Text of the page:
Charting a Path Towards Asian American Cancer Health Equity: A Way Forward

J Natl Cancer Inst. 2022 Apr 19:djac055. doi: 10.1093/jnci/djac055. Online ahead of print.


On July 29, 2021, the US Food and Drug Administration’s Oncology Center of Excellence convened Conversations on Cancer. This Conversation, the first ever by the US Food and Drug Administration, focused on Asian Americans and served as the platform for this Commentary. Panelists elaborated on topics ranging from heterogeneity in Asian American demographics to racism through a path to health equity and supplemented this Commentary with literature citations. Asian Americans are the fastest-growing US race group, yet data aggregation obscures distinctions and cancer disparities within the more than 24 million Asians living in the United States with harmful impacts on communities and patients, as illustrated by breast cancer survivor Susan Shinagawa’s patient-to-advocate journey. Bigotry against Asian Americans has been pervasive since the 19th century, but especially during the COVID-19 pandemic. Asian Americans are unique as the first US population to experience cancer as the leading cause of death. Asian Americans are disproportionately affected by cancers because of infectious origins and have the highest rates of lung cancer among never-smoking women. The infinitesimal proportion of the National Institutes of Health’s budget compared with experiencing the highest percentage increases of any US racial population more than 3 decades highlights the dearth of focused research among Asian Americans. Recognizing the heterogeneity of Asian Americans and that disaggregated data are critical for accurately characterizing distinct ethnic groups, focusing on the impact of racism and COVID-19 on cancer disparities, and focusing and prioritizing funding resources are necessary steps forward for achieving health equity for Asian Americans.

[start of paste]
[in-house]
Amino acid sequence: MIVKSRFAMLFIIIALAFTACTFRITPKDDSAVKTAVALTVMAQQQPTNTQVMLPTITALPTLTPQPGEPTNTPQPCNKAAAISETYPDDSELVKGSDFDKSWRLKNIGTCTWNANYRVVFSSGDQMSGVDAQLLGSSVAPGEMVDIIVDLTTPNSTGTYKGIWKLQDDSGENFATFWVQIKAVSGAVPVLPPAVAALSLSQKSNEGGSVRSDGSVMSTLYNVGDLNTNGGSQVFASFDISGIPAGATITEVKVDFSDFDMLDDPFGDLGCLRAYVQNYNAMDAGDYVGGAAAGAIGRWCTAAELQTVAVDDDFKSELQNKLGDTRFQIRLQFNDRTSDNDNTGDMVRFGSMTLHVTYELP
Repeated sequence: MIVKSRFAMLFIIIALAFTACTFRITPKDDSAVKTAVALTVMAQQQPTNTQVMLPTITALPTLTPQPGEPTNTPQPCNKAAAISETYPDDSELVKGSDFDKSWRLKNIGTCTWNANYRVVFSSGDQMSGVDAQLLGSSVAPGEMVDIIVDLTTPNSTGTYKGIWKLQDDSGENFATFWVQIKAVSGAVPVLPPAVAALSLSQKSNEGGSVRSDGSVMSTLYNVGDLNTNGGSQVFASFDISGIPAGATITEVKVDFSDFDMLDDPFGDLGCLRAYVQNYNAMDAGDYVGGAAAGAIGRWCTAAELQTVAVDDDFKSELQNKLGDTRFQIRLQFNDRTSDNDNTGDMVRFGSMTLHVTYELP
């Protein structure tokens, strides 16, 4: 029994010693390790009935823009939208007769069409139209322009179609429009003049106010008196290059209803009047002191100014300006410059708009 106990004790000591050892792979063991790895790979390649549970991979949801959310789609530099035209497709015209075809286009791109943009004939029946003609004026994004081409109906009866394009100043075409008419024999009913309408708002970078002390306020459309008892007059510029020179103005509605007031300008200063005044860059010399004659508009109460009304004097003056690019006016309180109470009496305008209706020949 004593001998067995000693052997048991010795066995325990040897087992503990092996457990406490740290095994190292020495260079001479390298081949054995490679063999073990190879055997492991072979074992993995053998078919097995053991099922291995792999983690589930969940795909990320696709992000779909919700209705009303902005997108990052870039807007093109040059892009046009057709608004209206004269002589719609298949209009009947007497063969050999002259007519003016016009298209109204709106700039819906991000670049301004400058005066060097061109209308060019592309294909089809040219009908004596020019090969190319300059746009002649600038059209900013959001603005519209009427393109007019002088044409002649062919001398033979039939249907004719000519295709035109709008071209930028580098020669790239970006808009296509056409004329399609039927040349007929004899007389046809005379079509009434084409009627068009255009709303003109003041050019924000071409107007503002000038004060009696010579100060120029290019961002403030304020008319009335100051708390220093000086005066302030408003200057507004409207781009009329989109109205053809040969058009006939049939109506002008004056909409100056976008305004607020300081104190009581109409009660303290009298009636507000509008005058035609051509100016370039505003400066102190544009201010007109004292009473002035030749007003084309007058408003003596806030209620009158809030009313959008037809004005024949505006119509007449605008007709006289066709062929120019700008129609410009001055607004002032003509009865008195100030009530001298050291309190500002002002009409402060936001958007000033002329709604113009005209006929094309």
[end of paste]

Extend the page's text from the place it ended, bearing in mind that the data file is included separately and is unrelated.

PMID:35437573 | DOI:10.1093/jnci/djac055